Steve Jobs was an amazing person of our times, and he also serves as an example that each of us has the ability and the opportunity to be this amazing too.

Cheers to happy and loyal audiences,

Shoshana

Shoshana Fanizza

Audience Development Specialists

http://www.buildmyaudience.com

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“Never treat your audience as customers, always as partners.”
~James Stewart

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Audience development needed – Van Cliburn proves the arts deserve it!

I saw another listing of an orchestra filing for Chapter 11 today.  Right now I am hoping and praying that more people will start seeing the value of audience development and do what they can to give it a fair try.  It is sad to see artists and arts organizations in trouble, especially when they have so much to offer.

Yesterday was my favorite pianist, Van Cliburn’s birthday.  My Twitter friend @alanayu alerted me to a NY Times article last weekend:

Basking in Russia’s Love Long After a Musical Triumph

This article points out the love that Russian music lovers have for Van Cliburn and that he was an ambassador for the United States during international high-level meetings between the Soviet and American leaders.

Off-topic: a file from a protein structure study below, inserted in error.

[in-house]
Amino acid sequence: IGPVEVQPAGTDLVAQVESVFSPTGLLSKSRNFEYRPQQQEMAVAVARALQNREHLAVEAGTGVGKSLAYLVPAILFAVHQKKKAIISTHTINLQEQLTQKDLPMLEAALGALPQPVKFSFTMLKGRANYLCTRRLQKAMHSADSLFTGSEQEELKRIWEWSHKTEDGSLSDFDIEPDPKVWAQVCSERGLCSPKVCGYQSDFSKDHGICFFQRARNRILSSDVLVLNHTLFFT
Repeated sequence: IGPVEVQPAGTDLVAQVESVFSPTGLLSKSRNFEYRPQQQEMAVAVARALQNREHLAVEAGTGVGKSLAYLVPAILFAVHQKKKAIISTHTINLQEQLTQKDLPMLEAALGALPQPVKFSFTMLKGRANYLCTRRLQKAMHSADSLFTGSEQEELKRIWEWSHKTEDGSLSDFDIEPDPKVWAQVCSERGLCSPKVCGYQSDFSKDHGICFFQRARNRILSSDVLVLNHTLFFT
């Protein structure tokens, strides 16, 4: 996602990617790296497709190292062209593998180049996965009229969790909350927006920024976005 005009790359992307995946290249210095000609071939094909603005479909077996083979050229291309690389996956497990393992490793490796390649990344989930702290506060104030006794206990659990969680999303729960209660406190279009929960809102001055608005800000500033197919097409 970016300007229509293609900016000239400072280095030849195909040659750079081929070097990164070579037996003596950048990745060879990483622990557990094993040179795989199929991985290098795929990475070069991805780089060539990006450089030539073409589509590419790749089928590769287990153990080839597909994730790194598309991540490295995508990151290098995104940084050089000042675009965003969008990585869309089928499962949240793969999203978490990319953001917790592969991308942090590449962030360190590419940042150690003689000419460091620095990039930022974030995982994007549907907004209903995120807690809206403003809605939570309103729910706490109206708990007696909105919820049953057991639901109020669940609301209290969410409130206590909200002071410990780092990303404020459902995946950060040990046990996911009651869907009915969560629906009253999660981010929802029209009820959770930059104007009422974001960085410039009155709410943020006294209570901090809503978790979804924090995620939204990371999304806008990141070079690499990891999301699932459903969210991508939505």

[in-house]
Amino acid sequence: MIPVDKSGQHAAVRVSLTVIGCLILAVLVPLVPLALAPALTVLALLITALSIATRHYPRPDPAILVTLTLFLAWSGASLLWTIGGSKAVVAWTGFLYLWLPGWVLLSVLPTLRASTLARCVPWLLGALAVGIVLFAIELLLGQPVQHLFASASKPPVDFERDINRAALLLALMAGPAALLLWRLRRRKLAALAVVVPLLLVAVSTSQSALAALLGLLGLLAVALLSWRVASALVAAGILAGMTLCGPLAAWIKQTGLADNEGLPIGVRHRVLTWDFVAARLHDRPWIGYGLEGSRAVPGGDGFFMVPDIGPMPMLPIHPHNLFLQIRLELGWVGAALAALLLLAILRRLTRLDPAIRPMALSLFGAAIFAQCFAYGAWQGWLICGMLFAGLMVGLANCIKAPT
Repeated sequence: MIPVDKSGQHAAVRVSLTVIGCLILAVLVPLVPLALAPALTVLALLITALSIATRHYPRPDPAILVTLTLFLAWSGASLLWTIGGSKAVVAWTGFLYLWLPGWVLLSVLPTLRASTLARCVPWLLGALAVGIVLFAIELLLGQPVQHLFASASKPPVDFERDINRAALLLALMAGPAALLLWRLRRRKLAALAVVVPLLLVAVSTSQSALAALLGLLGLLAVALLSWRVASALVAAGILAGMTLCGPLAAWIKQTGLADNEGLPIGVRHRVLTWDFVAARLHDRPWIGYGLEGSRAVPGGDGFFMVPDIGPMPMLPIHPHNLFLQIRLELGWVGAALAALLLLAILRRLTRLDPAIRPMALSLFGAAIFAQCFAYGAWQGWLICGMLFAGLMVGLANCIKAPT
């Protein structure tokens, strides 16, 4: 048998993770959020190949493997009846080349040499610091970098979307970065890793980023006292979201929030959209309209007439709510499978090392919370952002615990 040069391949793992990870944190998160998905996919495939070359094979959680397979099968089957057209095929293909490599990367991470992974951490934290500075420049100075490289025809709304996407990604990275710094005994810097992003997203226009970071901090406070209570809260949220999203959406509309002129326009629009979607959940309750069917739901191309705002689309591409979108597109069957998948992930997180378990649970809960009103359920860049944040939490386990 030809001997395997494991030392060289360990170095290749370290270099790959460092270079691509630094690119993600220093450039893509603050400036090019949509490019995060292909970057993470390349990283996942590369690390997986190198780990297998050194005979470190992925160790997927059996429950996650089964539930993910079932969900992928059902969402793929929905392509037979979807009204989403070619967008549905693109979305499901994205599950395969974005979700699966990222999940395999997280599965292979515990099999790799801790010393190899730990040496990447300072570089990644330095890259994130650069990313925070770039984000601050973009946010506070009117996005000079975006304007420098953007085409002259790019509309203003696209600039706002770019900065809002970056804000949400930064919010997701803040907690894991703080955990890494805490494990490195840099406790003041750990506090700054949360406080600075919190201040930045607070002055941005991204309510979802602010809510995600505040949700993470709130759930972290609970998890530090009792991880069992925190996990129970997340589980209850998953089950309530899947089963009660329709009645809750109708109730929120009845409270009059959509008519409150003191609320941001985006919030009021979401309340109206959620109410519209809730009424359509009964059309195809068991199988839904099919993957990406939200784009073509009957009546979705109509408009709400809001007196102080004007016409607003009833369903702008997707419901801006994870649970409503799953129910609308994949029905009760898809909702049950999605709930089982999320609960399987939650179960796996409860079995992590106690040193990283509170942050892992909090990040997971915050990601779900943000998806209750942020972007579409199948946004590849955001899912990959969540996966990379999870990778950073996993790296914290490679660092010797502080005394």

It pointed out how special he was to them.  They gave him the nicknames, “Vanya” or “Vanushka.”

A Russian violinist, Artur Shtilman, recalled the tremulous words of a janitor who said the performance had left her strangely transfixed: “This young man, really just a boy — he plays, and I sit and cry. I myself don’t know what is happening to me, because I have never listened to this music, and I simply cannot tear myself away.”

Special artists and arts productions can do this for us – touch us so emotionally that  it changes us in those moments to be open to much, much more.

I was digging through YouTubes of Van Cliburn yesterday to post various clips in celebration of his birthday.  I found this absolutely amazing clip that made me feel exactly how the janitor from the article describes.  I was an emotional wreck with all the different emotions washing over me.  I share this clip with you now to show you that the arts are worth funding and that audience development is very much needed to ensure the future of the arts today.  Audience development will provide support for the arts by helping to build audiences and getting them more involved by supporting further through volunteering, donations, sponsorships and more.  Some people are naturals at it, which I feel Van Cliburn very much was.  He formed relationships with the people of a country that seemed almost impossible at the time to relate to (so we thought).  Through his music and his personality, they are still his friends and supporters, and he is still their “Vanya.”

I hope you enjoy this clip.  Notice the picture of the full house crowd intently listening to every note.  To me this example stands for everything that is beautiful about the arts.

Cheers to happy and loyal audiences,

Shoshana

Shoshana Fanizza

Audience Development Specialists

http://www.buildmyaudience.com